Direct Appeal

Petitioner appealed his conviction to the Appellate Division, First Department, on the grounds that: (1) the police lacked probable cause for his warrantless arrest; (2) Mejia did not voluntarily consent to the search of Petitioner's apartment; (3) his Due Process and Confrontation Clause rights were violated by the admission of Caraballo's testimony concerning Evelyn's statement; (4) the suspension of jury deliberations exceeded the statutory twenty-four-hour time limit under CPL § 310.10(2); and (5) his sentence was unduly harsh and excessive. R&R 11 (citing Pet'r's Br. ii). On December 29, 2005, the Appellate Division, First Department unanimously affirmed Petitioner's conviction. People v. Garcia, 24 A.D.3d 308, 308 (N.Y. App. Div. 2005). The court concluded that Justice Donnino properly denied Petitioner's motion to suppress the statements and physical evidence because probable cause was "established through a very lengthy chain of incriminating circumstances." Id. Additionally, the Court held that the trial court properly found that Mejia had voluntarily consented to searches of her car and the residence she shared with Petitioner. Id. Moreover, the Appellate Division, First Department found no basis for disturbing the "court's credibility determinations" that were supported in the record. Id. (citing People v. Prochilo, 41 N.Y.2d 759, 761 (N.Y. 1977)). The court also found that Petitioner waived his right to argue for a mistrial on the ground that the trial court improperly suspended jury deliberations for more than twenty-four hours. Id. Finally, the Court rejected Petitioner's hearsay argument and found no basis for reducing his sentence. Id.

Petition for Writ of Habeas Corpus

The Petition, dated March 13, 2007, was timely received by the Pro Se Office of this Court on March 19, 2007. In his Petition, Petitioner reasserts each of the five claims that he made before the Appellate Division in state court. The matter was assigned to me and referred to Magistrate Judge Maas for a R&R. On February 28, 2008, he recommendedthat this Court deny the Petition. On May 27, 2008, Petitioner submitted his Objections to the R&R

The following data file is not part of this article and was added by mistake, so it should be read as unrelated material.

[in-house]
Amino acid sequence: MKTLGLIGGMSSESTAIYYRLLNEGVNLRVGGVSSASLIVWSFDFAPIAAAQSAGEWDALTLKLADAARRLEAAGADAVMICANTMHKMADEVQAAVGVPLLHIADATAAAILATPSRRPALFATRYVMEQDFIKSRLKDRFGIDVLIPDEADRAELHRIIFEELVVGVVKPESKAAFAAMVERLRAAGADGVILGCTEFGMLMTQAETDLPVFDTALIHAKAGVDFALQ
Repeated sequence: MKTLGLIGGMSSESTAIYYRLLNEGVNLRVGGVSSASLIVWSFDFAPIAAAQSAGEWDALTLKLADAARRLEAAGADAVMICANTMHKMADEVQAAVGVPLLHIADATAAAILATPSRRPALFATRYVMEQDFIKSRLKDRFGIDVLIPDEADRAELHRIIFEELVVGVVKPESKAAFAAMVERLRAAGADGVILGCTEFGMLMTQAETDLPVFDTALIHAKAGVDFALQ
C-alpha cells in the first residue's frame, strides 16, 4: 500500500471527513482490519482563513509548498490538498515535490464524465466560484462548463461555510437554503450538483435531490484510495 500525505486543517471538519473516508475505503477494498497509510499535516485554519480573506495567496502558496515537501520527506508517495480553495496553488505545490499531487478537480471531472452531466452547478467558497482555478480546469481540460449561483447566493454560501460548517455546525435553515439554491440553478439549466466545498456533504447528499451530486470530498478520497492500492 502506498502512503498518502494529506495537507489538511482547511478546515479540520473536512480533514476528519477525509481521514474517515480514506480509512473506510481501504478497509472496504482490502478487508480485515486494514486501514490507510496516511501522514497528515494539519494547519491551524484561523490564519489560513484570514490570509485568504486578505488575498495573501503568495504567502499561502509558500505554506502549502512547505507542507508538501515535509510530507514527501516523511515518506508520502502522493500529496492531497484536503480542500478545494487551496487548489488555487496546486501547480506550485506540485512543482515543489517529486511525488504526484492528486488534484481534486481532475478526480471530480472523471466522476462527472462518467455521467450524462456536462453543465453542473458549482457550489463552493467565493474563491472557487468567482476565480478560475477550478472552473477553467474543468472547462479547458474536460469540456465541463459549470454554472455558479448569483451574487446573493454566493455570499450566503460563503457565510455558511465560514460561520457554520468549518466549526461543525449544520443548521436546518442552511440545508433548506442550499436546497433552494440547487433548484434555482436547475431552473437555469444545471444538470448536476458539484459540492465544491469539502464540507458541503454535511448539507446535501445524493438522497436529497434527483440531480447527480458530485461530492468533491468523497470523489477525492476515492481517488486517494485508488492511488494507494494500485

II. DISCUSSION

Standard of Review

A habeas corpus petition is not a vehicle to relitigate every issue previously determined in state court. Herrera v. Collins, 506 U.S. 390, 401 (1993). Instead, a state prisoner seeking habeas relief must show by a preponderance of the evidence that he is "in custody in violation of the Constitution or laws or treaties of the United States." 28 U.S.C. § 2254(a); see also Jones v. Vacco, 126 F.3d 408, 415 (2d Cir. 1997).

28 U.S.C. § 2254, as amended by the Antiterrorism and Effective Death Penalty Act of 1996 ("AEDPA"), provides in pertinent part that

[a]n application for a writ of habeas corpus on behalf of a person in custody pursuant to the judgment of a State court shall not be granted with respect to any claim that was adjudicated on the merits in State court proceedings unless the adjudication of the claim --

(1) resulted in a decision that was contrary to, or involved an unreasonable application of, clearly established Federal law, as determined by the Supreme Court of the United States . . . .

28 U.S.C. § 2254(d)(1).

As the Second Circuit noted in Jones v. Stinson, 229 F.3d 112 (2d Cir. 2000), the Supreme Court has "construed the amended statute so as to give independent meaning to 'contrary [to]' and 'unreasonable.'" Id. at 119. "Under the 'contrary to' clause, a federal habeas court may grant the writ if the state court arrives at a conclusion opposite to that reached by [the Supreme] Court on a question of law or if the state court decides a case differently than [the] Court has on a set of materially indistinguishable facts." Williams v. Taylor, 529 U.S. 362, 412-13 (2000). Under the "unreasonable application" clause, a federal habeas court should "ask whether the state court's application of clearly established federal law was objectively unreasonable." Id. at 409. This standard does not require that reasonable jurists would all agree that the state court was wrong. Id. at 409-10. Rather, the standard "falls somewhere between 'merely erroneous and unreasonable to all reasonable jurists.'" Stinson, 229 F.3d. at 119 (quoting Francis S. v. Stone, 221 F.3d 100, 109 (2d Cir. 2000)).

To the extent that a habeas petition challenges factual findings, Section 2254(e)(1) provides that "a determination of a factual issue by a State court shall be presumed to be correct" and "[t]he [petitioner] shall have the burden of rebutting the presumption of correctness by clear and convincing evidence." "If, after carefully weighing all the reasons for accepting a state court's judgment, a federal court is convinced that a prisoner's custody . . . violates the Constitution, that independent judgment should prevail." Williams, 529 U.S. at 389.

Finally, pursuant to 28 U.S.C. § 636(b)(1), a district court "may accept, reject, or modify, in whole or in part, the findings or recommendations made by the magistrate judge."

Fourth Amendment Claims